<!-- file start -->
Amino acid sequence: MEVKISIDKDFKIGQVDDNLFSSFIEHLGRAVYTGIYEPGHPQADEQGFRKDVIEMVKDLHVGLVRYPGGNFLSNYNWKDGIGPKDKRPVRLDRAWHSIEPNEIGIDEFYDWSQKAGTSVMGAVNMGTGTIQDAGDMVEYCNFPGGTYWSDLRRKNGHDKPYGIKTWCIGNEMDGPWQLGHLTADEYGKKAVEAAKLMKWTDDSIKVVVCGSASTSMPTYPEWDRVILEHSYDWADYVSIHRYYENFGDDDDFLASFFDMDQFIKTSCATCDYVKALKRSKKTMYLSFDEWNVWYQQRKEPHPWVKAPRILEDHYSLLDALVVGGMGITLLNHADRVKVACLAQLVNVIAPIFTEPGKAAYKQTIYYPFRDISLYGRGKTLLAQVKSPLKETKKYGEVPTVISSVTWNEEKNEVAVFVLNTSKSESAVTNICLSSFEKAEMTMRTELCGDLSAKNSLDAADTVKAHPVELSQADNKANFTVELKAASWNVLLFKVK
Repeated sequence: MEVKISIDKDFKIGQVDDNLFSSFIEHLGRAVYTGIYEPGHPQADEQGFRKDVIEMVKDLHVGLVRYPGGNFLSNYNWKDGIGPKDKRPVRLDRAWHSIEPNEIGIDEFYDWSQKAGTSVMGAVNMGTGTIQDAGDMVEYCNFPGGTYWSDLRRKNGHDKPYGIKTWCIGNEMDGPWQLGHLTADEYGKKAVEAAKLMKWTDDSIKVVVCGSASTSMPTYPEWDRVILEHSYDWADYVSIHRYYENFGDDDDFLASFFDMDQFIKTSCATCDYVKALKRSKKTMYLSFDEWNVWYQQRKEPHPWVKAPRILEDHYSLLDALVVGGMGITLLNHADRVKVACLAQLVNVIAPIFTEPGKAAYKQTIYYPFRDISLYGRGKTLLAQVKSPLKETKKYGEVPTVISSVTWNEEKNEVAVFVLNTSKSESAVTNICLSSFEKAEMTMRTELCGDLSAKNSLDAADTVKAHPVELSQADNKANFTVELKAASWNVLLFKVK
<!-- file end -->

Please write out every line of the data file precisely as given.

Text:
Amino acid sequence: MEVKISIDKDFKIGQVDDNLFSSFIEHLGRAVYTGIYEPGHPQADEQGFRKDVIEMVKDLHVGLVRYPGGNFLSNYNWKDGIGPKDKRPVRLDRAWHSIEPNEIGIDEFYDWSQKAGTSVMGAVNMGTGTIQDAGDMVEYCNFPGGTYWSDLRRKNGHDKPYGIKTWCIGNEMDGPWQLGHLTADEYGKKAVEAAKLMKWTDDSIKVVVCGSASTSMPTYPEWDRVILEHSYDWADYVSIHRYYENFGDDDDFLASFFDMDQFIKTSCATCDYVKALKRSKKTMYLSFDEWNVWYQQRKEPHPWVKAPRILEDHYSLLDALVVGGMGITLLNHADRVKVACLAQLVNVIAPIFTEPGKAAYKQTIYYPFRDISLYGRGKTLLAQVKSPLKETKKYGEVPTVISSVTWNEEKNEVAVFVLNTSKSESAVTNICLSSFEKAEMTMRTELCGDLSAKNSLDAADTVKAHPVELSQADNKANFTVELKAASWNVLLFKVK
Repeated sequence: MEVKISIDKDFKIGQVDDNLFSSFIEHLGRAVYTGIYEPGHPQADEQGFRKDVIEMVKDLHVGLVRYPGGNFLSNYNWKDGIGPKDKRPVRLDRAWHSIEPNEIGIDEFYDWSQKAGTSVMGAVNMGTGTIQDAGDMVEYCNFPGGTYWSDLRRKNGHDKPYGIKTWCIGNEMDGPWQLGHLTADEYGKKAVEAAKLMKWTDDSIKVVVCGSASTSMPTYPEWDRVILEHSYDWADYVSIHRYYENFGDDDDFLASFFDMDQFIKTSCATCDYVKALKRSKKTMYLSFDEWNVWYQQRKEPHPWVKAPRILEDHYSLLDALVVGGMGITLLNHADRVKVACLAQLVNVIAPIFTEPGKAAYKQTIYYPFRDISLYGRGKTLLAQVKSPLKETKKYGEVPTVISSVTWNEEKNEVAVFVLNTSKSESAVTNICLSSFEKAEMTMRTELCGDLSAKNSLDAADTVKAHPVELSQADNKANFTVELKAASWNVLLFKVK